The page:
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Ireland's daily cases below 100 for sixth day in a row - Belfast Telegraph
The Republic's tally of daily new coronavirus cases fell below 100 for a sixth day in a row yesterday.
The Republic's tally of daily new coronavirus cases fell below 100 for a sixth day in a row yesterday. Senior medics praised the vast majority of the public for following social distancing advice. Recent accounts and images have shown packed beaches near Dublin as Ireland eases its lockdown restrictions. The professor modelling the virus's spread for the state, Philip Nolan, said: "I remain hopeful that we can keep this up and keep the virus suppressed." He said that was not based on any calculation of statistics. "That is an expression of faith in humanity." The Republic's rate of spread is at around 0.5 per infected person. The aim is to keep it below one to stop the virus transmitting exponentially. The death toll rose to 1,583 yesterday after a further 12 deaths were announced by the National Public Health Emergency Team. There were 76 new confirmed cases of the infection, bringing the total since the outbreak began in Ireland to 24,391. Dr Ronan Glynn, deputy chief medical officer at Ireland's Department of Health, said they had experienced six consecutive days of under 100 new confirmed cases in Ireland. "This is very positive and demonstrates the extent to which the public's actions have limited the spread of this disease." Belfast Telegraph
Coronavirus: Daughter's 'heartbreak and nightmare' after both her parents pass away - Belfast Telegraph
A north Belfast family have expressed their anguish after both parents died within three days of each other after contracting Covid-19.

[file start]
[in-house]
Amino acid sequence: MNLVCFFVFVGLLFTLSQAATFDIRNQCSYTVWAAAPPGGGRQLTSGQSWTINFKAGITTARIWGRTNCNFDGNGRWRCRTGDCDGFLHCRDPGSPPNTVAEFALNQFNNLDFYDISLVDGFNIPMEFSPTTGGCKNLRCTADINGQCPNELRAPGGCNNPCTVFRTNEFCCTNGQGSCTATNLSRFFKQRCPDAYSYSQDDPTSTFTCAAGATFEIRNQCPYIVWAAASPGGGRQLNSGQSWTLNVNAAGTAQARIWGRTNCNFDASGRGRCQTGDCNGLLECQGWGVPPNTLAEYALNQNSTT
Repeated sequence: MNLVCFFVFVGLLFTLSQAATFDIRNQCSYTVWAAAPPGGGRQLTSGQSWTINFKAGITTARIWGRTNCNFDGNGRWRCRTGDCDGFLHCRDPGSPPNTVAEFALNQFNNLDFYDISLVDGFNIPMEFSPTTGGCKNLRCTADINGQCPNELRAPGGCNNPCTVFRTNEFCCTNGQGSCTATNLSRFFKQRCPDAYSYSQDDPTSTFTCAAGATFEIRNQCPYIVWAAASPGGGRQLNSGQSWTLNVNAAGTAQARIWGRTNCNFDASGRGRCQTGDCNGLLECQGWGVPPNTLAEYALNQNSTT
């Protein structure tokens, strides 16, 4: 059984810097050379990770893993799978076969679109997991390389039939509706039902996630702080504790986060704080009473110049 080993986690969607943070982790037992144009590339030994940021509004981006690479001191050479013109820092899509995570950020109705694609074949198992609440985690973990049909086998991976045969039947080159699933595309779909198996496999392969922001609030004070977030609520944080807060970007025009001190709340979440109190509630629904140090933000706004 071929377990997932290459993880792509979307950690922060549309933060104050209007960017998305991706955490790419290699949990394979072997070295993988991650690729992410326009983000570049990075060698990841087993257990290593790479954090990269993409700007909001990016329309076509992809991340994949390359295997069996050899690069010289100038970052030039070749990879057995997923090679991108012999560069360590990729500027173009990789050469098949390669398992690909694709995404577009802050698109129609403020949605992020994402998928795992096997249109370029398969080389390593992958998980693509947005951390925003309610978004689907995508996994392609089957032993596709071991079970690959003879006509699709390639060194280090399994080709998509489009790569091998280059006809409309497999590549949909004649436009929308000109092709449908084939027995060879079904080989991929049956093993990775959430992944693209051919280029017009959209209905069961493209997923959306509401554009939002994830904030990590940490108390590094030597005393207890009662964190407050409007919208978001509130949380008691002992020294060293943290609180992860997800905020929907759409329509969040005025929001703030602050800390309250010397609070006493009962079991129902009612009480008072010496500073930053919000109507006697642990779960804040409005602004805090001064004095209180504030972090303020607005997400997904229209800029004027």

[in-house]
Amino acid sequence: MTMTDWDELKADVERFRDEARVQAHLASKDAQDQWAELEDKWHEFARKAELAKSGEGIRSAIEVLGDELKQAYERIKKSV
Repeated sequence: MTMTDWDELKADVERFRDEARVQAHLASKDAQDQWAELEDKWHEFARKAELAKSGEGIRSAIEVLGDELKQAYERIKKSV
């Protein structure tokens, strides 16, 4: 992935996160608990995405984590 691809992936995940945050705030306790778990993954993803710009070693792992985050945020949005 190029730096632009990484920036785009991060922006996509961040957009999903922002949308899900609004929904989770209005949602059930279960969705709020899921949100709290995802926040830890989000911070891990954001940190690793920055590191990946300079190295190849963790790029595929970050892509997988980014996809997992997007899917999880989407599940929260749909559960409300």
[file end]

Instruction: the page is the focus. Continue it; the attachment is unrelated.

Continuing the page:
A north Belfast family have expressed their anguish after both parents died within three days of each other after contracting Covid-19. Ignatius O'Connell (89) died on April 14. His wife Mary (86) also passed away at their Strathmore Park home on April 17. Mr O'Connell was the first lay principal of St Mary's University College, while Mrs O'Connell was a former teacher and award-winning water-colourist. The couple would have been married 60 years this year after they met in the 1950s while teaching in Ballycastle. They had two children. Speaking to The Irish News, their daughter Bronagh said their deaths were "just the nightmare of Covid-19". "One week we have our mummy and daddy and the next, within three days, we have nobody because of this disease," said the community midwife, who was diagnosed with coronavirus the day after her father's death. Mr O'Connell, who had Alzheimer's, and his wife, who had survived cancer three times, fell sick within days of each other. It was initially believed they had chest infections. Despite being treated with oxygen in his home, Mr O'Connell died at 7am on April 14. Mrs O'Connell's death came at 7pm on April 17. They were laid to rest together on Monday in the village of Carrigart in Co Donegal where they enjoyed many summers together. "We are living in a bubble at the moment," continued Bronagh. "We went into their house the other day and the peace I felt when I sat in my daddy's chair, there was a serenity. "It was nearly as if all their health issues and pains and all my daddy's mental torment had all gone. "The thing that makes me very sad is that my parents were such wonderful people and nobody had a chance to tell us the stories that we want to hear or show their respects. "It is heartbreaking. We are completely numb." She added: "I look at people who are so dismissive of the guidelines. Look what we are living now. No mummy. No daddy. They are gone completely. "There is a whole generation of our family gone in three days. The void will never be filled again." Belfast Telegraph